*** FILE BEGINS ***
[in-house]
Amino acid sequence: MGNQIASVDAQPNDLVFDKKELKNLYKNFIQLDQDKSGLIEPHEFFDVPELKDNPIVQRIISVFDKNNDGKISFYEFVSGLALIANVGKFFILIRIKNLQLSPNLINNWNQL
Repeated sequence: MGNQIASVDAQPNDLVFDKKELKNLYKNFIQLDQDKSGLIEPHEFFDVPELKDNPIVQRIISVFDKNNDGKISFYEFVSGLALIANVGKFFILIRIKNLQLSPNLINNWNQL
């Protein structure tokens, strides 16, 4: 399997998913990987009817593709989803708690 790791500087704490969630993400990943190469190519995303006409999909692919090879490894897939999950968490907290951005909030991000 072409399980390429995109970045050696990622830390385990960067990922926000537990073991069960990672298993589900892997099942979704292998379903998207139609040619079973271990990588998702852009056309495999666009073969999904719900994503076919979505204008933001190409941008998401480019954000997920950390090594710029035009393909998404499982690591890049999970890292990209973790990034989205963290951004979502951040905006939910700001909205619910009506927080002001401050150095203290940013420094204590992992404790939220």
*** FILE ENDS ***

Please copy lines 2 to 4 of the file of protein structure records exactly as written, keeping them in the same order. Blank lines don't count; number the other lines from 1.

Amino acid sequence: MGNQIASVDAQPNDLVFDKKELKNLYKNFIQLDQDKSGLIEPHEFFDVPELKDNPIVQRIISVFDKNNDGKISFYEFVSGLALIANVGKFFILIRIKNLQLSPNLINNWNQL
Repeated sequence: MGNQIASVDAQPNDLVFDKKELKNLYKNFIQLDQDKSGLIEPHEFFDVPELKDNPIVQRIISVFDKNNDGKISFYEFVSGLALIANVGKFFILIRIKNLQLSPNLINNWNQL
């Protein structure tokens, strides 16, 4: 399997998913990987009817593709989803708690 790791500087704490969630993400990943190469190519995303006409999909692919090879490894897939999950968490907290951005909030991000 072409399980390429995109970045050696990622830390385990960067990922926000537990073991069960990672298993589900892997099942979704292998379903998207139609040619079973271990990588998702852009056309495999666009073969999904719900994503076919979505204008933001190409941008998401480019954000997920950390090594710029035009393909998404499982690591890049999970890292990209973790990034989205963290951004979502951040905006939910700001909205619910009506927080002001401050150095203290940013420094204590992992404790939220």